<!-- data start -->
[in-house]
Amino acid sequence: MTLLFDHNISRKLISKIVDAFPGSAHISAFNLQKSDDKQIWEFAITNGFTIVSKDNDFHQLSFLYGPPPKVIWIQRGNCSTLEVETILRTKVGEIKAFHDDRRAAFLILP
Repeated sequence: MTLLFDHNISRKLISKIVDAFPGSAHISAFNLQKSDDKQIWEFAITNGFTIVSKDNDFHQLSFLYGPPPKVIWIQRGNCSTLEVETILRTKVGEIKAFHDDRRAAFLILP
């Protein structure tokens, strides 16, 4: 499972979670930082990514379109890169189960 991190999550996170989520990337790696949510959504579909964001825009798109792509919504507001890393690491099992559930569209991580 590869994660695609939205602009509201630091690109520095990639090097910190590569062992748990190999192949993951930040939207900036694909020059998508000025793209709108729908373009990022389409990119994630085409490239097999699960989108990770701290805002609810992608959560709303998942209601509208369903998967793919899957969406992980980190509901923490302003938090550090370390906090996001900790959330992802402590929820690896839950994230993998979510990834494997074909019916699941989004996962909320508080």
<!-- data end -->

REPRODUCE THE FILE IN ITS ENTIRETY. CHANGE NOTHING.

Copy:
[in-house]
Amino acid sequence: MTLLFDHNISRKLISKIVDAFPGSAHISAFNLQKSDDKQIWEFAITNGFTIVSKDNDFHQLSFLYGPPPKVIWIQRGNCSTLEVETILRTKVGEIKAFHDDRRAAFLILP
Repeated sequence: MTLLFDHNISRKLISKIVDAFPGSAHISAFNLQKSDDKQIWEFAITNGFTIVSKDNDFHQLSFLYGPPPKVIWIQRGNCSTLEVETILRTKVGEIKAFHDDRRAAFLILP
């Protein structure tokens, strides 16, 4: 499972979670930082990514379109890169189960 991190999550996170989520990337790696949510959504579909964001825009798109792509919504507001890393690491099992559930569209991580 590869994660695609939205602009509201630091690109520095990639090097910190590569062992748990190999192949993951930040939207900036694909020059998508000025793209709108729908373009990022389409990119994630085409490239097999699960989108990770701290805002609810992608959560709303998942209601509208369903998967793919899957969406992980980190509901923490302003938090550090370390906090996001900790959330992802402590929820690896839950994230993998979510990834494997074909019916699941989004996962909320508080």